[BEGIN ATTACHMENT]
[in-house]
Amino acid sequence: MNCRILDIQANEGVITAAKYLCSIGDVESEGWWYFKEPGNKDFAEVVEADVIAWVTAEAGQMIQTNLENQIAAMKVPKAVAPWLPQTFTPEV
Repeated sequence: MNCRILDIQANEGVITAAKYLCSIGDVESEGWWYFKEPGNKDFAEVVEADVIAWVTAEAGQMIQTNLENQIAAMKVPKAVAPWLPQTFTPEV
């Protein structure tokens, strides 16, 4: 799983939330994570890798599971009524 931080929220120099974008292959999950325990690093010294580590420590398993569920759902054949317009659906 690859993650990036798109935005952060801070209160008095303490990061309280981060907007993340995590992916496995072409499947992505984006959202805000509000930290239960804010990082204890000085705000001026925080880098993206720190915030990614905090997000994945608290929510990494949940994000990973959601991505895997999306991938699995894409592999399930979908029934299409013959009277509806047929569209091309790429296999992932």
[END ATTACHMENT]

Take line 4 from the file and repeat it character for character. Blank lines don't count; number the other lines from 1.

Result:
């Protein structure tokens, strides 16, 4: 799983939330994570890798599971009524 931080929220120099974008292959999950325990690093010294580590420590398993569920759902054949317009659906 690859993650990036798109935005952060801070209160008095303490990061309280981060907007993340995590992916496995072409499947992505984006959202805000509000930290239960804010990082204890000085705000001026925080880098993206720190915030990614905090997000994945608290929510990494949940994000990973959601991505895997999306991938699995894409592999399930979908029934299409013959009277509806047929569209091309790429296999992932």